FRC publishes Annual Review of Corporate Reporting 2022/23 - room for impairment
Every year, the Financial Reporting Council ("FRC") publishes its Annual Review of Corporate Reporting setting out the findings from their analysis of UK corporate reporting during the 12-month period to the end of March. On 5 October 2023, the FRC published its fourth such review (the "Annual Review") which evaluated performance, identified areas for improvement and set forth some key expectations for the forthcoming reporting season.
The Annual Review sets out the findings of the FRC's review cycle, during which the FRC examined the annual reports and accounts of 263 FTSE 350, AIM and large private companies and asked questions of 112 companies (2021/22: 103). During the review cycle, 25 of these companies restated aspects of their accounts as a result of FRC enquiries (broadly consistent with the outcome of the FRC's 2021/22 review).
The key points of the Annual Review are set out below.
First, the good news…
- The general quality of the reporting by the FTSE 350 was maintained and substantive questions were able to be resolved through open and constructive engagement with companies
- There was improvement in several areas. For example, Alternative Performance Measures (APMs) fell out of the 'top ten' issues for the first time in several years
Areas for improvement
- Impairment of assets moved to the top of the list of concerns. The FRC raised queries with more companies in relation to this issue than last year, but the issues involved remained broadly the same. Companies should ensure that inputs and assumptions forming the basis of impairment testing are properly disclosed and explained, as well as communicating how these assumptions are consistent with discussions around heightened uncertainties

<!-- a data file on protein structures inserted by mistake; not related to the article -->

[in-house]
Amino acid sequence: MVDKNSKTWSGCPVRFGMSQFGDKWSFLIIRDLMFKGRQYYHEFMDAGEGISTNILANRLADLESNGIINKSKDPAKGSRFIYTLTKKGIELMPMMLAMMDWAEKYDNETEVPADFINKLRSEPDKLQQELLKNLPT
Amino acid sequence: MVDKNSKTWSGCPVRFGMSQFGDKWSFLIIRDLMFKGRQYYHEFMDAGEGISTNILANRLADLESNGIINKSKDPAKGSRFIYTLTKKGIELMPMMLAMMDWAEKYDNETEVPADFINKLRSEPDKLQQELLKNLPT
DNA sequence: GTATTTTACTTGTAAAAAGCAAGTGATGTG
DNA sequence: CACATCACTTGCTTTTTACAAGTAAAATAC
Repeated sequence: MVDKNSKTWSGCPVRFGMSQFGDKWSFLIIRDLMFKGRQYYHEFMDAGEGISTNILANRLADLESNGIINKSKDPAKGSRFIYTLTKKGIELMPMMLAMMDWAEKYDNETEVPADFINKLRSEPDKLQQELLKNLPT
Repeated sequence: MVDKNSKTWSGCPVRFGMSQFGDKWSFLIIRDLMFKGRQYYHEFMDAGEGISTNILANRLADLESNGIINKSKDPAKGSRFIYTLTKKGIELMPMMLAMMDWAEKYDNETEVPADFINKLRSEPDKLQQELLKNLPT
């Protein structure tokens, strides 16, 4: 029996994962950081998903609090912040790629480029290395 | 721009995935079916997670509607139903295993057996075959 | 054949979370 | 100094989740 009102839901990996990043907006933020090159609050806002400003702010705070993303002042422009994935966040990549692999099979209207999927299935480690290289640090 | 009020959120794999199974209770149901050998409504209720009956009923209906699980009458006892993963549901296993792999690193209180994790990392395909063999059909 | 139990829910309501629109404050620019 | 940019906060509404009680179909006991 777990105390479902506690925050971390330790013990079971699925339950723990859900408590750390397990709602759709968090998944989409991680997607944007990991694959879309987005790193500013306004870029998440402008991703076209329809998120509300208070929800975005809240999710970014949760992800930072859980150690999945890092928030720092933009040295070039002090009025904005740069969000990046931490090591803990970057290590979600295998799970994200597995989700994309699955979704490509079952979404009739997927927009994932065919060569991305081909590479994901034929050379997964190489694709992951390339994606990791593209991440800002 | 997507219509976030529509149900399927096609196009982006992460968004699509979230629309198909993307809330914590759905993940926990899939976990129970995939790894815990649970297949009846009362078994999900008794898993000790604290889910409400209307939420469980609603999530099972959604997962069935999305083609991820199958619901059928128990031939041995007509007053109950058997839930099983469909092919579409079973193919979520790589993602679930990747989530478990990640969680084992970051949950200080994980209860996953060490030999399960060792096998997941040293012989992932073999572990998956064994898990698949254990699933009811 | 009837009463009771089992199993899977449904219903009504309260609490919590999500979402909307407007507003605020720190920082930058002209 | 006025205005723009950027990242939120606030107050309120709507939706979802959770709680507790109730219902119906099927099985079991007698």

- Companies should ensure that all significant judgements have been described and disclosures about estimates include values, sensitivities and explain any significant changes. Each year the disclosures should be reassessed to confirm material remains relevant and judgements and estimates remain appropriate
- The FRC expressed concerns around cash flow statements. Although the number of companies restating their cash flow statement fell to 7 (2021/2022: 15), routine errors were still identified, and the types of questions asked of companies remained consistent with previous years. Errors were identified from basic consistency checks (comparing the cash flow statement to other information in the financial statements). Other issues included classification, netting and reporting non-cash movements in the cash flow statement
FRC expectations unshaken by uncertainties facing business
Section 4 of the Annual Review sets out the FRC's expectations for corporate reporting in 2023/24. The FRC expects companies to:
- ensure disclosures regarding uncertainties affecting the company's business clearly explain stances taken in the financial statements;
- include a clear description of the risks facing the company's business in the strategic report;
- provide transparent disclosures about the nature and extent of material risks from financial instruments, including changes in investing, financing and hedging;
- give a clear statement of consistency with the Recommendations of the Taskforce on Climate-related Financial Disclosure (TCFD); and
- critically review their annual report and accounts before publication to ensure the information is relevant, conveyed within the context of relevant additional information and communicated clearly (so it can be understood by the reader)